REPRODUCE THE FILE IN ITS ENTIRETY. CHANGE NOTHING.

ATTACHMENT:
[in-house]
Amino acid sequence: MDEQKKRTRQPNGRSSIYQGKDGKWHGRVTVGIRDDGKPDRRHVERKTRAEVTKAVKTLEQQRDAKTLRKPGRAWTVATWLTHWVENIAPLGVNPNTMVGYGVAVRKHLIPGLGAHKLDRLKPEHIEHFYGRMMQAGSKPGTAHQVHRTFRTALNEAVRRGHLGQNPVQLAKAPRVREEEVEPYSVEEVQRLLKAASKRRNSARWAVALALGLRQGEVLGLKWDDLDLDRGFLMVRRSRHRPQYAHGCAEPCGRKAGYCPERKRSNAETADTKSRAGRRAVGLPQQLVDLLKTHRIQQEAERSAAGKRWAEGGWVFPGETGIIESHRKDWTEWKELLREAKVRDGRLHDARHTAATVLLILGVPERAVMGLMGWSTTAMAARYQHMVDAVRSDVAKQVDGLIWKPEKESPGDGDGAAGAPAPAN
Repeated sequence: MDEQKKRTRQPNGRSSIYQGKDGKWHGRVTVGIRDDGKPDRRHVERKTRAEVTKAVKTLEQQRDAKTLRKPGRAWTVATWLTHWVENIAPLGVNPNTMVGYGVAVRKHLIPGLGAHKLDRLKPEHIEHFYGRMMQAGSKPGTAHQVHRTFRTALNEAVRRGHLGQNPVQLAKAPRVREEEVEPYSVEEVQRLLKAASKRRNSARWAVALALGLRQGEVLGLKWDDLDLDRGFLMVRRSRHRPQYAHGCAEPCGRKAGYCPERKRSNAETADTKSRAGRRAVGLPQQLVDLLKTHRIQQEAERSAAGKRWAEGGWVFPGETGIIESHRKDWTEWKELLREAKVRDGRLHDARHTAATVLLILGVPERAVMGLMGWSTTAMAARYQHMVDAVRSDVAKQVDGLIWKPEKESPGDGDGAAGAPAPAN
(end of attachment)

[in-house]
Amino acid sequence: MDEQKKRTRQPNGRSSIYQGKDGKWHGRVTVGIRDDGKPDRRHVERKTRAEVTKAVKTLEQQRDAKTLRKPGRAWTVATWLTHWVENIAPLGVNPNTMVGYGVAVRKHLIPGLGAHKLDRLKPEHIEHFYGRMMQAGSKPGTAHQVHRTFRTALNEAVRRGHLGQNPVQLAKAPRVREEEVEPYSVEEVQRLLKAASKRRNSARWAVALALGLRQGEVLGLKWDDLDLDRGFLMVRRSRHRPQYAHGCAEPCGRKAGYCPERKRSNAETADTKSRAGRRAVGLPQQLVDLLKTHRIQQEAERSAAGKRWAEGGWVFPGETGIIESHRKDWTEWKELLREAKVRDGRLHDARHTAATVLLILGVPERAVMGLMGWSTTAMAARYQHMVDAVRSDVAKQVDGLIWKPEKESPGDGDGAAGAPAPAN
Repeated sequence: MDEQKKRTRQPNGRSSIYQGKDGKWHGRVTVGIRDDGKPDRRHVERKTRAEVTKAVKTLEQQRDAKTLRKPGRAWTVATWLTHWVENIAPLGVNPNTMVGYGVAVRKHLIPGLGAHKLDRLKPEHIEHFYGRMMQAGSKPGTAHQVHRTFRTALNEAVRRGHLGQNPVQLAKAPRVREEEVEPYSVEEVQRLLKAASKRRNSARWAVALALGLRQGEVLGLKWDDLDLDRGFLMVRRSRHRPQYAHGCAEPCGRKAGYCPERKRSNAETADTKSRAGRRAVGLPQQLVDLLKTHRIQQEAERSAAGKRWAEGGWVFPGETGIIESHRKDWTEWKELLREAKVRDGRLHDARHTAATVLLILGVPERAVMGLMGWSTTAMAARYQHMVDAVRSDVAKQVDGLIWKPEKESPGDGDGAAGAPAPAN